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Professor Becky Whay

Biography

Teaches
BVSc Veterinary Science

Meeting with horse owners in India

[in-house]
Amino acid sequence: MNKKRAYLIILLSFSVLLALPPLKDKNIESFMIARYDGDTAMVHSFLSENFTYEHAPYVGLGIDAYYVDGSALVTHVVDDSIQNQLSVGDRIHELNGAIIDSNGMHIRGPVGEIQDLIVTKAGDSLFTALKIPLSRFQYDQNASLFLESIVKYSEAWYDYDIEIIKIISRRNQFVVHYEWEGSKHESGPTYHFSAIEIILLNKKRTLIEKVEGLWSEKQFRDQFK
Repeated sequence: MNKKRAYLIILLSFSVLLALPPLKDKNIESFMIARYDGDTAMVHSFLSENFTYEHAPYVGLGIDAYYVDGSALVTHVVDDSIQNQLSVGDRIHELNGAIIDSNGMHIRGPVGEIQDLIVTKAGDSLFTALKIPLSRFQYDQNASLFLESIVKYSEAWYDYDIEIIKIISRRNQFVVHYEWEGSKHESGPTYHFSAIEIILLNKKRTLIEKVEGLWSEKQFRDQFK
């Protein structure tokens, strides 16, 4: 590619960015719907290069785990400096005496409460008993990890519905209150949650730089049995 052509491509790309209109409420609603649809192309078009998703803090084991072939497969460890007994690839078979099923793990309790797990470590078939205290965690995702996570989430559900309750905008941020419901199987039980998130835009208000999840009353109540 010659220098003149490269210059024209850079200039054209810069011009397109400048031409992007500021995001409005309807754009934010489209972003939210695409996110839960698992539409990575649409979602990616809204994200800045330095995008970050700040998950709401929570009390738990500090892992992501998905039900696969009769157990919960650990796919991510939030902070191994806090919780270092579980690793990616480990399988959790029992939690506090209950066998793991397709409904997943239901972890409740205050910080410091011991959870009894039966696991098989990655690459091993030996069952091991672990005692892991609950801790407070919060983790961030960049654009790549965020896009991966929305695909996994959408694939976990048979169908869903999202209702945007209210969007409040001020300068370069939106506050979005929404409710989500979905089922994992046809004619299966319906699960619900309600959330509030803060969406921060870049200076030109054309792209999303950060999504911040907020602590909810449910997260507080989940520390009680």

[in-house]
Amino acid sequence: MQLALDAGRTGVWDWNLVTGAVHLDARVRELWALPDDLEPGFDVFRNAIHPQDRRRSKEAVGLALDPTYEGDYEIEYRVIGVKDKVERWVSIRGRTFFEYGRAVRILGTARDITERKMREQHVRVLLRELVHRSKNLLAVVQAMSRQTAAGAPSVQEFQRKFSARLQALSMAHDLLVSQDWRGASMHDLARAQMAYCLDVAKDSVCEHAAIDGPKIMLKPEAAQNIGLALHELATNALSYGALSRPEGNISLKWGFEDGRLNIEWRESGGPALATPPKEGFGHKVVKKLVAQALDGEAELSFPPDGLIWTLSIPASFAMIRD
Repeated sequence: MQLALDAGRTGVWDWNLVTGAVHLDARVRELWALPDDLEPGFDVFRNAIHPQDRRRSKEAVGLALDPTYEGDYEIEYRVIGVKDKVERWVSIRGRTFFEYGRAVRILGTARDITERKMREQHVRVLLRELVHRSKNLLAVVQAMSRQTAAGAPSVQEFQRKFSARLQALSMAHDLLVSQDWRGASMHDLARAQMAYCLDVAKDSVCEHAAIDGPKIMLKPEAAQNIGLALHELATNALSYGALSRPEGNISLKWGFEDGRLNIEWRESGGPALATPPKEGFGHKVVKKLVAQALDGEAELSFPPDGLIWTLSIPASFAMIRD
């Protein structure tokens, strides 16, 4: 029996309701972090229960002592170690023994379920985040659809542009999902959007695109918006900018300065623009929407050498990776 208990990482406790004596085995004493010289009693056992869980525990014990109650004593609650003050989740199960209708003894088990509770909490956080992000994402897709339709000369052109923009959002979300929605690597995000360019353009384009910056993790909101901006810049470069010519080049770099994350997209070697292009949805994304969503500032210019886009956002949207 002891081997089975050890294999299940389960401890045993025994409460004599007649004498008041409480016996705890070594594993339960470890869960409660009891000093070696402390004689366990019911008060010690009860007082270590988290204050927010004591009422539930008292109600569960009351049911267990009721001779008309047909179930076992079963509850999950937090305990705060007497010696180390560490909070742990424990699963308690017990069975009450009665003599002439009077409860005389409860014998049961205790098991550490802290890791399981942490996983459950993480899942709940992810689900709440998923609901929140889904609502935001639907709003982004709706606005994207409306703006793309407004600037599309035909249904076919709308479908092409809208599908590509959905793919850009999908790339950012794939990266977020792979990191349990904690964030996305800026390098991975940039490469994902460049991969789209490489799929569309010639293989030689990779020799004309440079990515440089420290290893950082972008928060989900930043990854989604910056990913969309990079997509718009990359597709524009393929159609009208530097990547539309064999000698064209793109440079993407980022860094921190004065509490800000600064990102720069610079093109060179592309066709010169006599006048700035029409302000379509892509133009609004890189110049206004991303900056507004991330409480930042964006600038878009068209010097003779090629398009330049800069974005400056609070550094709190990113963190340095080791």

Becky was awarded her PhD from the University of Bristol in 1998 following work to improve methods of pain relief for UK dairy cattle, a field in which she continues to work.  She is now International Director for the Faculty of Health Sciences and a Senior leader within Bristol Veterinary School. In addition she leads a research team within the Animal Welfare and Behaviour research group.  Her research focusses on the welfare of UK dairy cattle and working equids in the developing world: lameness has been a continuous, but not exclusive, theme of her research in both of these species.  In both cases the problems she investigates affect large numbers of animals, for example an estimated 600,000 dairy cattle suffer with lameness at any one time in the UK and data suggest that nearly all of the estimated 90 million working equids in the developing world are lame, usually on all four limbs.  Her research has investigated the risk factors for, and welfare implications of problems such as lameness and she has gone on to develop and test intervention strategies to reduce these problems.   The development of methodologies to reduce problems such as lameness requires an interdisciplinary approach and has the potential to substantially impact the productivity and welfare of animals affected.  In 2015 she received the CEVA Farm Animal Welfare of the Year Award which recognised the impact that her work has had on improving the welfare of dairy cattle. In the case of working equids, the severity of lameness affecting an intervention study group reduced by 3 points on a 10 point scale, demonstrating that it is possible to improve the welfare of animals in impoverished communities.  Her use of systematic, scientific approaches to investigate and test solutions for animal welfare problems in the developing world has also had an impact on the way UK animal welfare charities address animal welfare problems and how they prioritize their work.